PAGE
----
New Jersey’s May iGaming Revenue Hits $192M, Up 19% YoY

John Brennan

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New Jersey online casino operators in May continued on their metronome-like pace – which in this case, clearly is a good thing for their bottom lines.

The collective $192.1 million in revenue for the month marks the fifth straight time that that figure has ranged between $182.2 million and $197.2 million – with a rise in revenue of 20.6% compared to the same five-month period in 2023.

The strong numbers mean that the first half of 2024 – which already is at $942.8 million – will be the first six-month period with more than $1 billion in combined revenue for iGaming operators since the state launched the legal, regulated gambling in November 2013. In fact, June might well wind up as the first $200 million month in Garden State history.

Golden Nugget ($54.5 million), Resorts Digital ($49.3 million), and Borgata ($44 million) together claimed the lion’s share of the May revenue. Golden Nugget enjoys partnerships with FanDuel, BetRivers, Betway, and as well as having its own branded online casino site. Resorts is allied with DraftKings, newcomer ESPNBet, Mohegan Sun, and Pokerstars to supplement its website. BetMGM, and Borgata’s same-named online skin bring most of the revenue to Borgata.


While Tropicana at $16.7 million and Ocean Casino at $6.9 million aren’t exactly worthy competitors to “The Big 3,” both doubled their online casino revenue compared to May 2023. Hard Rock ($10.3 million), meanwhile, was up more than 80% over a year earlier, another indicator that all nine Atlantic City casinos have room for more growth in iGaming dollars.

While the state has collected $143.7 million from online casino operators so far in 2024, lawmakers in 43 other states have yet to approve such gambling.

New Jersey sportsbooks sluggish in May; retail casinos fare better

Not even significant playoff runs by the region’s New York Rangers and New York Knicks could prevent a dip in wagering in May. At “only” $839 million, it marks the first sub-$1 billion monthly handle since the summer of 2023.

The hold percentage for the sportsbooks in May was a routine 8.6%, but the lesser handle sent revenue down by almost 5% compared to May 2023.

January 2024, as comparison, produced about double the betting handle at $1.72 billion and more than double the revenue at $170.1 million.

Who were the “biggest losers” among New Jersey sportsbooks in May?

That would be Caesars – which somehow lost $371.8 million for the month – and Resorts, which dropped $56.3 million. The duo had combined for almost $316 million in revenue the previous May.

However, the Resorts Digital side more than made up for the other losses, with DraftKings, ESPNBet, and other partners claiming $22.1 million for the month.

But the biggest winner was the Meadowlands Racetrack – led by its partner FanDuel – at $38.3 million in May revenue. That accounted for about half of the industry’s total in May, but it was down slightly from a year earlier as the lack of wagering volume could not quite be overcome.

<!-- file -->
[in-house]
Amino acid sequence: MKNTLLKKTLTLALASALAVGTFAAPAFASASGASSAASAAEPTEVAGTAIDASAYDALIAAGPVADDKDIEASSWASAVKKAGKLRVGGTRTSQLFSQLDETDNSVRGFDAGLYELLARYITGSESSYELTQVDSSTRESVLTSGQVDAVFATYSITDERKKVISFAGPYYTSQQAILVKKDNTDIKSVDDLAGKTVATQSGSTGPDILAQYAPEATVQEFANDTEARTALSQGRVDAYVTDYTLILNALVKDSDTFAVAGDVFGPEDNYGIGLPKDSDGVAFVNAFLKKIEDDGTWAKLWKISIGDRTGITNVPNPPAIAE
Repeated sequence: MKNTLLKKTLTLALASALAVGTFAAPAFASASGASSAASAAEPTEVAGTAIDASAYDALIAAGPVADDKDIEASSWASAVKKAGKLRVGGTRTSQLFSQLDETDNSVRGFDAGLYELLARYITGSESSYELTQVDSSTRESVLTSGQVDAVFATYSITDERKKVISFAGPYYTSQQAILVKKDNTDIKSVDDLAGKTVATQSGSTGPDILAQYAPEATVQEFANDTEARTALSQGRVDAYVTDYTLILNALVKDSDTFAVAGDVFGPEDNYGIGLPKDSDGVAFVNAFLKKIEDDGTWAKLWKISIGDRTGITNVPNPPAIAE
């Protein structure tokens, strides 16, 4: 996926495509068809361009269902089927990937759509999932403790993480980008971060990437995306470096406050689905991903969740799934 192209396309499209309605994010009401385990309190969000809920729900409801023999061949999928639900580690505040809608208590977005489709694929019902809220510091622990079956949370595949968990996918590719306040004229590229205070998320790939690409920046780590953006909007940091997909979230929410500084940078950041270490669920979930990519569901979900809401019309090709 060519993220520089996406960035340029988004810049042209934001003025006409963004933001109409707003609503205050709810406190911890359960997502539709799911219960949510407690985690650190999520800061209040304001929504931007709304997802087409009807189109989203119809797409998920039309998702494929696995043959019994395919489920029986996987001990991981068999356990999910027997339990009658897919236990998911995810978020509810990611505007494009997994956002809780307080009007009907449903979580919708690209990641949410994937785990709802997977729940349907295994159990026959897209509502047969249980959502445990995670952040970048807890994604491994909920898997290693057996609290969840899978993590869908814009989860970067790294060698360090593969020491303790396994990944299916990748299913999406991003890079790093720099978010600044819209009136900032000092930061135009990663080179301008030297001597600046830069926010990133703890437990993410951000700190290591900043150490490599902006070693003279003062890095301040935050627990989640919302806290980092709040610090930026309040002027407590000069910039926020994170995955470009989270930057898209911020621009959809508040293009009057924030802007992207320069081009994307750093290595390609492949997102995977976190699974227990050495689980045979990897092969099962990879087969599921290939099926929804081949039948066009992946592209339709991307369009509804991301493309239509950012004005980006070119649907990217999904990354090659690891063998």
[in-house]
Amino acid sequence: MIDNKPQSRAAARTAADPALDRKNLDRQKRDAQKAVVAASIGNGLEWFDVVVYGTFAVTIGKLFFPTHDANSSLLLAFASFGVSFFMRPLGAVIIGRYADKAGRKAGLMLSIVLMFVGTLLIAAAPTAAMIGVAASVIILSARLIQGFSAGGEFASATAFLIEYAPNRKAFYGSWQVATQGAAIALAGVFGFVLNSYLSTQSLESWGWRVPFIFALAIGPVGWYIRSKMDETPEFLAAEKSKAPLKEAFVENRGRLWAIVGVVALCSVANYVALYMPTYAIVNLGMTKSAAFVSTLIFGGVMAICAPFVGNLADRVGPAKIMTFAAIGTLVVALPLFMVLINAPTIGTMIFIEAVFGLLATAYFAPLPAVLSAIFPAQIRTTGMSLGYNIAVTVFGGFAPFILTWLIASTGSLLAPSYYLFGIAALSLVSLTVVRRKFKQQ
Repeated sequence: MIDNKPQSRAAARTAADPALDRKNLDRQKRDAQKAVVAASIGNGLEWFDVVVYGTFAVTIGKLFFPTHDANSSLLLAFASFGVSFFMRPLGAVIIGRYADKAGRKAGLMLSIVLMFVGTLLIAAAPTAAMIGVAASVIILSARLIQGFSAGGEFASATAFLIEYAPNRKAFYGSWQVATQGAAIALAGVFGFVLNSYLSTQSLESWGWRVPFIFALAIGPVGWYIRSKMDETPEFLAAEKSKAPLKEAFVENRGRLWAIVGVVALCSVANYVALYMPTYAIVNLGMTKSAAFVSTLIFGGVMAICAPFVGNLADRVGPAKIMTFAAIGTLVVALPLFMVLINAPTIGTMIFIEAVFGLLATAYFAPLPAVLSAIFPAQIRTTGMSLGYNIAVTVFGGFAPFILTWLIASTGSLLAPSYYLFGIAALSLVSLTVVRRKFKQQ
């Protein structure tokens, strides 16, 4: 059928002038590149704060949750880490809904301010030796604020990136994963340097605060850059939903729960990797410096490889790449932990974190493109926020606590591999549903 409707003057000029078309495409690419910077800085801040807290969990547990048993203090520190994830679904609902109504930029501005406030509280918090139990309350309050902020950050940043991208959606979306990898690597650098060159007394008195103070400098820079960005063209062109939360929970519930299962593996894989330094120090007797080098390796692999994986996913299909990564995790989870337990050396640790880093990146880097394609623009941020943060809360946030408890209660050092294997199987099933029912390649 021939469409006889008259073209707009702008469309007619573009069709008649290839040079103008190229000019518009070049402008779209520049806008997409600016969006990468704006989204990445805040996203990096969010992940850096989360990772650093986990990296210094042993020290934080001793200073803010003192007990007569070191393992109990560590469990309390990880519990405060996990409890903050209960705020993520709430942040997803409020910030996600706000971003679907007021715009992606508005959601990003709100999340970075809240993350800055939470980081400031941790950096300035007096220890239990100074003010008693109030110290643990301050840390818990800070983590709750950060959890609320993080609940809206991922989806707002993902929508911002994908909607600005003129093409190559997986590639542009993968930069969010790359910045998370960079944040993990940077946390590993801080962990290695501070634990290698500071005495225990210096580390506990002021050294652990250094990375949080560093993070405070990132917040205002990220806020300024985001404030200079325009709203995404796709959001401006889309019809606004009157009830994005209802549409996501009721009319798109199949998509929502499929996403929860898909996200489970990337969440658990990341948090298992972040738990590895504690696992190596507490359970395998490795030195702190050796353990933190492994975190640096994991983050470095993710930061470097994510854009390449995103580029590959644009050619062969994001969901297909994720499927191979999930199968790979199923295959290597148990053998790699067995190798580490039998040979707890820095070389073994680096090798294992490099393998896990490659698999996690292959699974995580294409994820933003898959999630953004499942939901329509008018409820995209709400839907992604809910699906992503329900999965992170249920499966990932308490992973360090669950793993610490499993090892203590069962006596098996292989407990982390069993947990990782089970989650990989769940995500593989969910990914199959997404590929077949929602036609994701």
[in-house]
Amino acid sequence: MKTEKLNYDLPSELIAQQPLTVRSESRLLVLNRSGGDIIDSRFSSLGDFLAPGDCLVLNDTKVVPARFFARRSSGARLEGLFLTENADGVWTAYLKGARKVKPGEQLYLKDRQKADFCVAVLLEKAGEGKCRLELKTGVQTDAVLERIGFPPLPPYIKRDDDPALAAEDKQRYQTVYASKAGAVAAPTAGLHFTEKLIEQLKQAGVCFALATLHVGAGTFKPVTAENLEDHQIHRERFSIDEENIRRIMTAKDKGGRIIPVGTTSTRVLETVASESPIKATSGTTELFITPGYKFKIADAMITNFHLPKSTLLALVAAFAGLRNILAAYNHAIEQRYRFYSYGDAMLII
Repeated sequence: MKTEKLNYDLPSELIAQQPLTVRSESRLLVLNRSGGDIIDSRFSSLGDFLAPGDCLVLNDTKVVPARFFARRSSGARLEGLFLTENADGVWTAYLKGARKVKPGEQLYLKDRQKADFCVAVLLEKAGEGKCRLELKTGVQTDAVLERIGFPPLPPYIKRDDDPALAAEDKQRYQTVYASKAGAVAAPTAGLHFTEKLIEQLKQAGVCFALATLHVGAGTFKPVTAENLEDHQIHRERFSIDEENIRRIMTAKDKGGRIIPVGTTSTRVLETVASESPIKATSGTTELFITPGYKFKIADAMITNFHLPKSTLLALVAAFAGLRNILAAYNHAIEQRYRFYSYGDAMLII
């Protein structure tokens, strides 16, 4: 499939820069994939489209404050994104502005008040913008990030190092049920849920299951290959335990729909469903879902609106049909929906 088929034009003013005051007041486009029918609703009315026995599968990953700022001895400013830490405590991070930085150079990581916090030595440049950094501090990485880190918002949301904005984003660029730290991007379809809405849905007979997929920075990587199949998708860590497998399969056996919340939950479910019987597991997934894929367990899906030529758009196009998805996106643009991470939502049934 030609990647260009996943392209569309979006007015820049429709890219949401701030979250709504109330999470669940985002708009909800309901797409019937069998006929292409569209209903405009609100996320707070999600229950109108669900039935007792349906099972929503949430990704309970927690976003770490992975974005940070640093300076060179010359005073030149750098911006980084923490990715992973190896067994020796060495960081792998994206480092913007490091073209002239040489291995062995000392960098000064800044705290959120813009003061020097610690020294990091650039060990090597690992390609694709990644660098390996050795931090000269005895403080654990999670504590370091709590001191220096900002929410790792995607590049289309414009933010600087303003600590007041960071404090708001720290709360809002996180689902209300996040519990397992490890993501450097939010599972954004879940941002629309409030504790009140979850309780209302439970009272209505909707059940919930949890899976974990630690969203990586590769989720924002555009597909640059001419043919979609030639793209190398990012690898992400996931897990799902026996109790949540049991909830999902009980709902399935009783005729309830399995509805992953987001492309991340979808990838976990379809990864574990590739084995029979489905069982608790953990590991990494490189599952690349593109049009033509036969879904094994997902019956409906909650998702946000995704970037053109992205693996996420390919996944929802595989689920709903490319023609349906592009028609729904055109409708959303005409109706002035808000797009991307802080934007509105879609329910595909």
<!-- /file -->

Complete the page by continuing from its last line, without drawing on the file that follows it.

Multi-leg parlay wagers – which seem to be more heavily advertised than ever – produced a 20% return for the sportsbooks, which casual gamblers would be wise to notice. Baseball and basketball bets, on the other hand, yielded modest profits of between 3% and 4%.

The news was better for the nine brick-and-mortar casinos, which were up 5.2% in May to $239.1 million. Even so, it’s possible that monthly online casino revenue finally outdoes the traditional version of the gambling, given current trends.

Hard Rock accounted for virtually all of the gained revenue, rising almost 30% to $49.9 million. The other eight casinos split evenly between gains of under $10 million or modest losses.

Overall, sports betting has brought the state $65.4 million in tax revenue in 2024 – with more than 95% of that coming from mobile wagers. Casino gaming overall has produced $212.9 million – with two-thirds of that coming from online casino play thanks to a tax rate that is roughly double what retail casinos pay on their revenue.

Tax matters

The combined online gambling tax revenue this year is $206.9 million. Freshman state Sen. John “Jack” McKeon introduced a bill earlier this year that proposed doubling the online gambling tax rate to 30% – still leaving the “cut” lower than neighboring New York and Pennsylvania.

But the bill has yet to be heard in the State Government, Wagering, and Tourism Committee for which McKeon serves as vice chairman, and that committee’s hearing scheduled for Monday, June 17 lists 10 bills – with the gaming tax hike bill not being one of them.

Lawmakers only have seven more days of legislative activity scheduled before they began their summer-long break after June 28, so nervous gaming industry observers worried that New Jersey could lead a tidal wave of tax hikes nationwide likely can breathe a sigh of relief – for now.

Ohio and Illinois already have passed major gambling tax hikes in 2024, but New Jersey doesn’t yet appear to ready to follow suit. 

McKeon’s bill – S3064 – has yet to attract a single co-sponsor, another hint that it hasn’t gained traction at the statehouse in Trenton.